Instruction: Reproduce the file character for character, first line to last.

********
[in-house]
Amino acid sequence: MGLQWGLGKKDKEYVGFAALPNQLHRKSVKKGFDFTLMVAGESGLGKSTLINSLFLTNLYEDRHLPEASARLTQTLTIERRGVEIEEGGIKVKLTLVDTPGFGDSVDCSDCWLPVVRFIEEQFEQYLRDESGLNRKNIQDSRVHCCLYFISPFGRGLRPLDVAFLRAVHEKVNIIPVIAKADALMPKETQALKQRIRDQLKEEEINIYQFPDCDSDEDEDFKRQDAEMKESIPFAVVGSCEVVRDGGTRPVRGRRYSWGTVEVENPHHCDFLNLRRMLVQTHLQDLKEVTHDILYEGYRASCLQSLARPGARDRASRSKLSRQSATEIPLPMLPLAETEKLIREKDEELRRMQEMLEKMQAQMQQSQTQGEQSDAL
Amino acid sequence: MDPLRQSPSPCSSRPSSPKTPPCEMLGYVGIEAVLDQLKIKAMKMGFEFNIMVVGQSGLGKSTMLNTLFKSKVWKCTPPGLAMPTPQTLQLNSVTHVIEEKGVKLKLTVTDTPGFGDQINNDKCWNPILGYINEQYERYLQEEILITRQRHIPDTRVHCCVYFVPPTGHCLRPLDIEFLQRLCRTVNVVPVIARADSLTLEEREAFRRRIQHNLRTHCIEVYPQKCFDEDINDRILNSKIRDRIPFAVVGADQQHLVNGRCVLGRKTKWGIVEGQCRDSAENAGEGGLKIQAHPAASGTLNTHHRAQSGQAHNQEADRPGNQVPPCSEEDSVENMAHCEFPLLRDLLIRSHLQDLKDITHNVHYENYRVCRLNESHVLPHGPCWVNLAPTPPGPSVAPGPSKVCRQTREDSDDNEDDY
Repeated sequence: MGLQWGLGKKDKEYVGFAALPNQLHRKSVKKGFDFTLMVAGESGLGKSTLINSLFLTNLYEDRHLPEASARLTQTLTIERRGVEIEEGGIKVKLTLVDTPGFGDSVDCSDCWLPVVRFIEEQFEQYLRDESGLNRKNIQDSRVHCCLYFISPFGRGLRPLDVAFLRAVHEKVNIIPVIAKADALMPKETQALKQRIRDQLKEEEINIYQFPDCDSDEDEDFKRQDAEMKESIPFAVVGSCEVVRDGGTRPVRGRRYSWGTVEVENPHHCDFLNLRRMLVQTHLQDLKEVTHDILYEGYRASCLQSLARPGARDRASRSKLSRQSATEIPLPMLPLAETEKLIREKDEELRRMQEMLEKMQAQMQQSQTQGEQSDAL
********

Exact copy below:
[in-house]
Amino acid sequence: MGLQWGLGKKDKEYVGFAALPNQLHRKSVKKGFDFTLMVAGESGLGKSTLINSLFLTNLYEDRHLPEASARLTQTLTIERRGVEIEEGGIKVKLTLVDTPGFGDSVDCSDCWLPVVRFIEEQFEQYLRDESGLNRKNIQDSRVHCCLYFISPFGRGLRPLDVAFLRAVHEKVNIIPVIAKADALMPKETQALKQRIRDQLKEEEINIYQFPDCDSDEDEDFKRQDAEMKESIPFAVVGSCEVVRDGGTRPVRGRRYSWGTVEVENPHHCDFLNLRRMLVQTHLQDLKEVTHDILYEGYRASCLQSLARPGARDRASRSKLSRQSATEIPLPMLPLAETEKLIREKDEELRRMQEMLEKMQAQMQQSQTQGEQSDAL
Amino acid sequence: MDPLRQSPSPCSSRPSSPKTPPCEMLGYVGIEAVLDQLKIKAMKMGFEFNIMVVGQSGLGKSTMLNTLFKSKVWKCTPPGLAMPTPQTLQLNSVTHVIEEKGVKLKLTVTDTPGFGDQINNDKCWNPILGYINEQYERYLQEEILITRQRHIPDTRVHCCVYFVPPTGHCLRPLDIEFLQRLCRTVNVVPVIARADSLTLEEREAFRRRIQHNLRTHCIEVYPQKCFDEDINDRILNSKIRDRIPFAVVGADQQHLVNGRCVLGRKTKWGIVEGQCRDSAENAGEGGLKIQAHPAASGTLNTHHRAQSGQAHNQEADRPGNQVPPCSEEDSVENMAHCEFPLLRDLLIRSHLQDLKDITHNVHYENYRVCRLNESHVLPHGPCWVNLAPTPPGPSVAPGPSKVCRQTREDSDDNEDDY
Repeated sequence: MGLQWGLGKKDKEYVGFAALPNQLHRKSVKKGFDFTLMVAGESGLGKSTLINSLFLTNLYEDRHLPEASARLTQTLTIERRGVEIEEGGIKVKLTLVDTPGFGDSVDCSDCWLPVVRFIEEQFEQYLRDESGLNRKNIQDSRVHCCLYFISPFGRGLRPLDVAFLRAVHEKVNIIPVIAKADALMPKETQALKQRIRDQLKEEEINIYQFPDCDSDEDEDFKRQDAEMKESIPFAVVGSCEVVRDGGTRPVRGRRYSWGTVEVENPHHCDFLNLRRMLVQTHLQDLKEVTHDILYEGYRASCLQSLARPGARDRASRSKLSRQSATEIPLPMLPLAETEKLIREKDEELRRMQEMLEKMQAQMQQSQTQGEQSDAL